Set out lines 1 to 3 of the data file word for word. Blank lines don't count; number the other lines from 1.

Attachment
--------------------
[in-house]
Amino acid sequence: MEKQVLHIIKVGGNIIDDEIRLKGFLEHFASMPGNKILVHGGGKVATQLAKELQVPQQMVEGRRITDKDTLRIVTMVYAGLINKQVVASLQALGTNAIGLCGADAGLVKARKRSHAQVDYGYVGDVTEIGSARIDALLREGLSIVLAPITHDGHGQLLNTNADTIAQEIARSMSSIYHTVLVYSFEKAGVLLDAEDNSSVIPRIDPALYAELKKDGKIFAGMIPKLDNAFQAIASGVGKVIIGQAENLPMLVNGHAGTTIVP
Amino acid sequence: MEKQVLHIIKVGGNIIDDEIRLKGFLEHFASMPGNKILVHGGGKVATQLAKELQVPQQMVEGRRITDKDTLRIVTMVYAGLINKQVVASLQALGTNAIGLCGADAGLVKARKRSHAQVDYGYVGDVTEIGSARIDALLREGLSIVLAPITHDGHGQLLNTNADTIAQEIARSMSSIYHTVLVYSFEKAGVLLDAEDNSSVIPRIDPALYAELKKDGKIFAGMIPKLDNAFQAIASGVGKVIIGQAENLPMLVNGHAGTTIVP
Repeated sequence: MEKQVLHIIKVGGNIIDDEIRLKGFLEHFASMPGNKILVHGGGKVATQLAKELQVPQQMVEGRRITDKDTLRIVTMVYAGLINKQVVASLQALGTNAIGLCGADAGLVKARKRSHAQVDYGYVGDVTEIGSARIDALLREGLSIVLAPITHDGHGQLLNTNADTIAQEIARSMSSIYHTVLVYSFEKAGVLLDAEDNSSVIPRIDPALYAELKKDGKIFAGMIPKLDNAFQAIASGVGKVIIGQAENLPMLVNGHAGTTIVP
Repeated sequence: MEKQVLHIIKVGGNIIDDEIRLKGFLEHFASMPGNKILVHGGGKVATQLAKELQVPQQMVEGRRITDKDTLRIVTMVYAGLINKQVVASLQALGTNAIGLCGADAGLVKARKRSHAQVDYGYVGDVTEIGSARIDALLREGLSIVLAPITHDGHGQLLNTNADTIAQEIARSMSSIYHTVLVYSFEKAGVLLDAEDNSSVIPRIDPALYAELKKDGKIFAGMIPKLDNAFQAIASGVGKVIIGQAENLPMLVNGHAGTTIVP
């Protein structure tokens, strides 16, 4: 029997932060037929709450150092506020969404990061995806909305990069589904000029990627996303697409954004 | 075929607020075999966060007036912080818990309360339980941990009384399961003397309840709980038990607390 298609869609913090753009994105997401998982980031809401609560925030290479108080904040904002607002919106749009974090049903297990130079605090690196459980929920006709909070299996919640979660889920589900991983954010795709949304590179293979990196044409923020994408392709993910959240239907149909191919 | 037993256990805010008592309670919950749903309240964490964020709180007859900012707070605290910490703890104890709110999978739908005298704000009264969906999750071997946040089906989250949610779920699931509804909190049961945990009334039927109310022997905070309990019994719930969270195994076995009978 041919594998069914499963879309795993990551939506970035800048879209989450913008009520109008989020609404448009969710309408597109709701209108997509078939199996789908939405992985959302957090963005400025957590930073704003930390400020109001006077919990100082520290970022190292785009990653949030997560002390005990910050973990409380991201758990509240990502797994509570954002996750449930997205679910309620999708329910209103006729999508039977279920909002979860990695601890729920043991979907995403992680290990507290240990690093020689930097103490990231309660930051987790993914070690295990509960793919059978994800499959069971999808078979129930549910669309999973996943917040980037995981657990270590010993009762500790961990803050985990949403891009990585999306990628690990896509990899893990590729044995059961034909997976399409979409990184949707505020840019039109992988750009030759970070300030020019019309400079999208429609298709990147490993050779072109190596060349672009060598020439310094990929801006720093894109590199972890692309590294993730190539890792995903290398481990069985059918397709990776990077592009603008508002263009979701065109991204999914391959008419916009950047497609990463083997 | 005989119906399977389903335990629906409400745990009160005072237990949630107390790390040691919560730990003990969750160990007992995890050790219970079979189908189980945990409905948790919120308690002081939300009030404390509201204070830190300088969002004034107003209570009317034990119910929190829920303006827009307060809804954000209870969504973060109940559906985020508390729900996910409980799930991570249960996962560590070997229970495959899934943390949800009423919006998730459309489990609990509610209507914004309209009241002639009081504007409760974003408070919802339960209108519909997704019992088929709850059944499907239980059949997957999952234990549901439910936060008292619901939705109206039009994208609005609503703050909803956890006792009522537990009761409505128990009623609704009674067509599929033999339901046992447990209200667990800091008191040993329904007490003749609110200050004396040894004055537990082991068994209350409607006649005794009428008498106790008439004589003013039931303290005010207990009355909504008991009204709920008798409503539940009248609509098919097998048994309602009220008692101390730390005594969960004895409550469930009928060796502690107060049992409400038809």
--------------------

[in-house]
Amino acid sequence: MEKQVLHIIKVGGNIIDDEIRLKGFLEHFASMPGNKILVHGGGKVATQLAKELQVPQQMVEGRRITDKDTLRIVTMVYAGLINKQVVASLQALGTNAIGLCGADAGLVKARKRSHAQVDYGYVGDVTEIGSARIDALLREGLSIVLAPITHDGHGQLLNTNADTIAQEIARSMSSIYHTVLVYSFEKAGVLLDAEDNSSVIPRIDPALYAELKKDGKIFAGMIPKLDNAFQAIASGVGKVIIGQAENLPMLVNGHAGTTIVP
Amino acid sequence: MEKQVLHIIKVGGNIIDDEIRLKGFLEHFASMPGNKILVHGGGKVATQLAKELQVPQQMVEGRRITDKDTLRIVTMVYAGLINKQVVASLQALGTNAIGLCGADAGLVKARKRSHAQVDYGYVGDVTEIGSARIDALLREGLSIVLAPITHDGHGQLLNTNADTIAQEIARSMSSIYHTVLVYSFEKAGVLLDAEDNSSVIPRIDPALYAELKKDGKIFAGMIPKLDNAFQAIASGVGKVIIGQAENLPMLVNGHAGTTIVP